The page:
The people who spout such statistics apparently think that every “effective” teacher succeeds in getting all of her students to be able to read, write, and do math at grade level, while every “ineffective” teacher fails entirely at that task. Thus, all we need to do is to find the two-thirds of the teachers who are teaching the two-thirds of the students who are struggling, fire those teachers, and replace them with better teachers, right? But why would anyone think that those two percentages—the percentage of teachers rated ineffective, and the percentage of students who are non-proficient—should be even roughly equal to each other? Even to ask that question is to expose the absurdity of the premise, yet supposedly smart people with good intentions buy into such nonsense.
Beyond that strange use of statistics, moreover, the very idea that there must be something wrong with teacher evaluation systems simply because many children are underperforming on standardized tests is bizarre. For one thing, if the claim is that New York’s schools are uniquely bad—because they use this supposedly overly permissive teacher evaluation system, which is unique to New York—then that is simply false. As a recent report indicated, New York has been performing slightly above the middle of the national rankings for decades, and there is no evidence that the state’s students or teachers are getting better or worse. Certainly, there is nothing resembling a crisis.
Even so, we all would like to see higher graduation rates, higher college attendance, and so on. Improvement would be better than standing still. How do we explain the longstanding low proficiency that we see on standardized tests, if it is not because of bad teaching?
I will leave aside the debate over the use and abuse of standardized testing, because that topic deserves to be considered at length in a future column. If we simply assume that low student performance on tests is indicative of a real problem, however, what is causing it?
The answer to that question comes in two parts: what happens outside of the schools, and what happens inside. The sad fact of life in America is that economic deprivation and educational underperformance go together, due in part to outside factors in poor areas, and also probably due to the quality of schools in those areas.
Given the high concentration of subpar test performance in poor schools, it would be surprising indeed if the explanation were primarily a matter of bad teaching. Even though better teachers can sometimes avoid teaching in poor schools, can it really be the case that nearly every teacher in every poor school is a bad teacher? If, as we have every reason to believe, that is not true, then what is happening?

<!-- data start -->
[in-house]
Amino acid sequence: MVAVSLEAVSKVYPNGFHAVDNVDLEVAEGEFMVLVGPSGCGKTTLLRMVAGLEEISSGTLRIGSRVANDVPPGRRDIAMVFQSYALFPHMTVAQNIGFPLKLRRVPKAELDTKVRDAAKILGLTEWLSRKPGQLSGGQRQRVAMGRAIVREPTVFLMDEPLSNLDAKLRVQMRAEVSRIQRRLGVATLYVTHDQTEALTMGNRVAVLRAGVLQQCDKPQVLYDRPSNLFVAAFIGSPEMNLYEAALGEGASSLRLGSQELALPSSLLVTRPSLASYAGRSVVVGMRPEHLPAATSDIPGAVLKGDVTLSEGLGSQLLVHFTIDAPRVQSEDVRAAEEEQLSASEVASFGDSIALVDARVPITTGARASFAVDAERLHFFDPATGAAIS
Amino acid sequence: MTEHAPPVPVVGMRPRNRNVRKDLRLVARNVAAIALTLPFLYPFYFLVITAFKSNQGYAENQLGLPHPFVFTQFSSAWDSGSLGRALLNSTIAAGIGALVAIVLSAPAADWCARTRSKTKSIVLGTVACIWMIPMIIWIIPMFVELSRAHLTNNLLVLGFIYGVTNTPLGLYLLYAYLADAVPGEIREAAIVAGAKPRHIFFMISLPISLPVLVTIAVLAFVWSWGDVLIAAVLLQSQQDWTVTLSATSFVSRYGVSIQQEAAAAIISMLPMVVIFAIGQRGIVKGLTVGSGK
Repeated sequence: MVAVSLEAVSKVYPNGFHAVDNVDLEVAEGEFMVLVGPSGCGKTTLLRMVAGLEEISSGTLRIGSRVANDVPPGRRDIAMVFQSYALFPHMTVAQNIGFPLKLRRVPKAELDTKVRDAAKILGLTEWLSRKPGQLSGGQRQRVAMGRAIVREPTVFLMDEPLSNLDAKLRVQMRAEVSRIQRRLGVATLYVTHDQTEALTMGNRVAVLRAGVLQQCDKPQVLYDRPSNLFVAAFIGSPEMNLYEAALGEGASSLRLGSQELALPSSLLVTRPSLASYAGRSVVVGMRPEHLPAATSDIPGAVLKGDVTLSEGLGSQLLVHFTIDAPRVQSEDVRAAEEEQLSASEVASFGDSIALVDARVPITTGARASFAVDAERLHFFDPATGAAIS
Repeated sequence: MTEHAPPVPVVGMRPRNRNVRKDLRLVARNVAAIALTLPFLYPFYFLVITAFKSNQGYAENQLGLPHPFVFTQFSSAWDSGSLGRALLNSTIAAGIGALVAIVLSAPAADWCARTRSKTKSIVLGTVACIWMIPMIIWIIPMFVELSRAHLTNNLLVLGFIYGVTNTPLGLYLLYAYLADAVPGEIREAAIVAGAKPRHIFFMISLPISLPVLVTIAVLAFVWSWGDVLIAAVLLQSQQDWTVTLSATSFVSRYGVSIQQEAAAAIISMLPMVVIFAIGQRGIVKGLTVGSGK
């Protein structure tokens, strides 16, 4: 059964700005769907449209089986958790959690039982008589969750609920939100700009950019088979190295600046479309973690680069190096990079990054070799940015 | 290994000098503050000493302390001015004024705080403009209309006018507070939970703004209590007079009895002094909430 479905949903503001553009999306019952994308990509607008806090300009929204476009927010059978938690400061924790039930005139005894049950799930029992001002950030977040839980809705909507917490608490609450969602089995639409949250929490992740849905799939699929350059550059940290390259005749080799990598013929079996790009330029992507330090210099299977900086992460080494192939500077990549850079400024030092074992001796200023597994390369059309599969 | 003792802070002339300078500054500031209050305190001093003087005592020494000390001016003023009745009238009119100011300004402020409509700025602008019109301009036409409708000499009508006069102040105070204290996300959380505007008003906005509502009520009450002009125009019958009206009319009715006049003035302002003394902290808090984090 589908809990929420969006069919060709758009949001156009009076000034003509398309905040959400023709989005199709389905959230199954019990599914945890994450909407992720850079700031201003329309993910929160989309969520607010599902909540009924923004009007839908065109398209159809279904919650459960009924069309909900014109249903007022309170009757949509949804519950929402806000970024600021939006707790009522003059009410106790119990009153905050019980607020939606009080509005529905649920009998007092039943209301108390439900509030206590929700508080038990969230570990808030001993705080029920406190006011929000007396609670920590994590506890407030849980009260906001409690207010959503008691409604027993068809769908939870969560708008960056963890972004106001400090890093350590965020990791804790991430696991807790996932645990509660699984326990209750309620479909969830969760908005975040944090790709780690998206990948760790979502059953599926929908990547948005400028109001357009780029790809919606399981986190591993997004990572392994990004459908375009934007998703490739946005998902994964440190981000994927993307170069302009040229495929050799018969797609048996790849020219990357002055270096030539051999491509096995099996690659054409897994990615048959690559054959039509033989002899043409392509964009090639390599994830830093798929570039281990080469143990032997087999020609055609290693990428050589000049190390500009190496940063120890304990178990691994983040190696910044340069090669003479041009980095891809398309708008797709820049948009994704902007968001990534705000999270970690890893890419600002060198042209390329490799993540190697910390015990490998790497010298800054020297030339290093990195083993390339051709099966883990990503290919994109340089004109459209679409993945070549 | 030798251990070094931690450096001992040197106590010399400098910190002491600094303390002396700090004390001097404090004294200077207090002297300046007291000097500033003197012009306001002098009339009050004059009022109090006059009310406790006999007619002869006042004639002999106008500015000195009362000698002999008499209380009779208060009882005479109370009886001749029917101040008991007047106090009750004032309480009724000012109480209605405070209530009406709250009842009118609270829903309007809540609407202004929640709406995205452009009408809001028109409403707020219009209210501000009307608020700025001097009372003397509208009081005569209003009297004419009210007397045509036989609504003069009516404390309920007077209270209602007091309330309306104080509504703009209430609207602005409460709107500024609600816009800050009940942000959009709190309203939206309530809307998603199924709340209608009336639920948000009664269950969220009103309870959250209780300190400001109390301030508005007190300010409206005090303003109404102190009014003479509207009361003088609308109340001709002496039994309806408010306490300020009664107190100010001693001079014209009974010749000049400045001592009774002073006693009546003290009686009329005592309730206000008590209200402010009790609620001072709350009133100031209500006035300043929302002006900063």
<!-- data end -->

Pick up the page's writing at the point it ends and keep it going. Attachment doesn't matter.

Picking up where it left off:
The glaringly obvious explanation is that poor children’s outside-of-school circumstances make them harder to teach, and their ability to learn is not where we would like it to be. Children arrive at such schools poorly nourished, often from homes in which there is little if any support for educational achievement.
Still, we would like to believe that schools and teachers can have some impact, even against those longs odds. True, we might not be able to overcome those odds well enough to bring all students up to the highest levels, but we must try to improve matters. What can be done?
What Works and What Doesn’t? The Myth of the Super Teacher
Before discussing teacher quality directly, it is worth noting two other relevant considerations. First, in a field that has been extensively studied by researchers of all ideological persuasions, the only factor that seems to be almost universally correlated with higher student achievement has been small class sizes. That is, we have reasonably strong evidence that teachers who can provide more time and attention to each student are able to “teach better,” in some meaningful sense of that word.
Second, there is no serious evidence that making it easier to fire teachers—including eliminating tenure and other job protections, undermining or eliminating unions, and so on—has ever resulted in better student outcomes. There are plenty of states that have experimented with any number of changes, large and small, in teachers’ job protections, but none of them can boast that they have unlocked the key to improving student performance. They simply end up driving away good teachers and potential teachers, who understand that they might be blamed for something that is ultimately beyond their control.